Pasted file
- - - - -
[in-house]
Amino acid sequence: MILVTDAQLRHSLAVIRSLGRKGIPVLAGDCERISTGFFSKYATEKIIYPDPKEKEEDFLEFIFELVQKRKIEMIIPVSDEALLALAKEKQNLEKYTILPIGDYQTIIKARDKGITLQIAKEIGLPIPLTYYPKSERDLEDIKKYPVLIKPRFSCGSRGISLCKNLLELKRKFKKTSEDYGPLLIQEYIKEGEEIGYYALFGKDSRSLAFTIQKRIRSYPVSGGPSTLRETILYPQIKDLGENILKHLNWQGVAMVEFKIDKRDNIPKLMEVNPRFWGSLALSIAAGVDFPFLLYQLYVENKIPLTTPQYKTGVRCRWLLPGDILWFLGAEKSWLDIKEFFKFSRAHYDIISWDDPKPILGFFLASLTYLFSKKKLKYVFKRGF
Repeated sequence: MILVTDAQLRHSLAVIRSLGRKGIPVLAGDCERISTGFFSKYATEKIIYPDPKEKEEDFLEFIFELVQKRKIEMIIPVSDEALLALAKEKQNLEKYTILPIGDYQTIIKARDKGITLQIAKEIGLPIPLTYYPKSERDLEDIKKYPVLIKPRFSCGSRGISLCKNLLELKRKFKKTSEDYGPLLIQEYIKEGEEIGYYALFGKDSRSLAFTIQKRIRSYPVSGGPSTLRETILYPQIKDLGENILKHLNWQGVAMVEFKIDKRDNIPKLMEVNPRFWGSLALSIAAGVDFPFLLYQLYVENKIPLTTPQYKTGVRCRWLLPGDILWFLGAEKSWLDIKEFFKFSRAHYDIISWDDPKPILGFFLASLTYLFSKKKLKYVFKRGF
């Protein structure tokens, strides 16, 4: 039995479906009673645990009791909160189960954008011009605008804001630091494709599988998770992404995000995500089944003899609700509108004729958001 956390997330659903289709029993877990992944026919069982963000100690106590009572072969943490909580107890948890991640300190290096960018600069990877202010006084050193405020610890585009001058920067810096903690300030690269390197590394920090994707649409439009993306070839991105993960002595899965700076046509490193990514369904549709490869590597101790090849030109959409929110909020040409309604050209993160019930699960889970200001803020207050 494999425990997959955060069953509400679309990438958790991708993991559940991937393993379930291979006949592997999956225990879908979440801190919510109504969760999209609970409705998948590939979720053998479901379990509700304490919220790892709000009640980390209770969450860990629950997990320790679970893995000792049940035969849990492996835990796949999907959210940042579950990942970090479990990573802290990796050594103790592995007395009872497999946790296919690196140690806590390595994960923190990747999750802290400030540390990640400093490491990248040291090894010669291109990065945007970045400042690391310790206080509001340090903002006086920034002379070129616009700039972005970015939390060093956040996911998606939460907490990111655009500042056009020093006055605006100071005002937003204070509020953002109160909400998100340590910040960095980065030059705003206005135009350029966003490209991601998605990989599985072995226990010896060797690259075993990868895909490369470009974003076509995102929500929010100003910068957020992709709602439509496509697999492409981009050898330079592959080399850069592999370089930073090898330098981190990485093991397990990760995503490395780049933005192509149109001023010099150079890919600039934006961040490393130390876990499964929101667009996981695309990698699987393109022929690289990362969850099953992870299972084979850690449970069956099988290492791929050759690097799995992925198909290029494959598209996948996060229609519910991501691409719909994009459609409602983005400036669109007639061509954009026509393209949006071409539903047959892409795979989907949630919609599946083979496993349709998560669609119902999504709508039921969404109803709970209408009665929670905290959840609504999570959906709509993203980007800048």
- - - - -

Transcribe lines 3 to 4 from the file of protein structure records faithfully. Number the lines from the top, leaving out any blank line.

Repeated sequence: MILVTDAQLRHSLAVIRSLGRKGIPVLAGDCERISTGFFSKYATEKIIYPDPKEKEEDFLEFIFELVQKRKIEMIIPVSDEALLALAKEKQNLEKYTILPIGDYQTIIKARDKGITLQIAKEIGLPIPLTYYPKSERDLEDIKKYPVLIKPRFSCGSRGISLCKNLLELKRKFKKTSEDYGPLLIQEYIKEGEEIGYYALFGKDSRSLAFTIQKRIRSYPVSGGPSTLRETILYPQIKDLGENILKHLNWQGVAMVEFKIDKRDNIPKLMEVNPRFWGSLALSIAAGVDFPFLLYQLYVENKIPLTTPQYKTGVRCRWLLPGDILWFLGAEKSWLDIKEFFKFSRAHYDIISWDDPKPILGFFLASLTYLFSKKKLKYVFKRGF
């Protein structure tokens, strides 16, 4: 039995479906009673645990009791909160189960954008011009605008804001630091494709599988998770992404995000995500089944003899609700509108004729958001 956390997330659903289709029993877990992944026919069982963000100690106590009572072969943490909580107890948890991640300190290096960018600069990877202010006084050193405020610890585009001058920067810096903690300030690269390197590394920090994707649409439009993306070839991105993960002595899965700076046509490193990514369904549709490869590597101790090849030109959409929110909020040409309604050209993160019930699960889970200001803020207050 494999425990997959955060069953509400679309990438958790991708993991559940991937393993379930291979006949592997999956225990879908979440801190919510109504969760999209609970409705998948590939979720053998479901379990509700304490919220790892709000009640980390209770969450860990629950997990320790679970893995000792049940035969849990492996835990796949999907959210940042579950990942970090479990990573802290990796050594103790592995007395009872497999946790296919690196140690806590390595994960923190990747999750802290400030540390990640400093490491990248040291090894010669291109990065945007970045400042690391310790206080509001340090903002006086920034002379070129616009700039972005970015939390060093956040996911998606939460907490990111655009500042056009020093006055605006100071005002937003204070509020953002109160909400998100340590910040960095980065030059705003206005135009350029966003490209991601998605990989599985072995226990010896060797690259075993990868895909490369470009974003076509995102929500929010100003910068957020992709709602439509496509697999492409981009050898330079592959080399850069592999370089930073090898330098981190990485093991397990990760995503490395780049933005192509149109001023010099150079890919600039934006961040490393130390876990499964929101667009996981695309990698699987393109022929690289990362969850099953992870299972084979850690449970069956099988290492791929050759690097799995992925198909290029494959598209996948996060229609519910991501691409719909994009459609409602983005400036669109007639061509954009026509393209949006071409539903047959892409795979989907949630919609599946083979496993349709998560669609119902999504709508039921969404109803709970209408009665929670905290959840609504999570959906709509993203980007800048």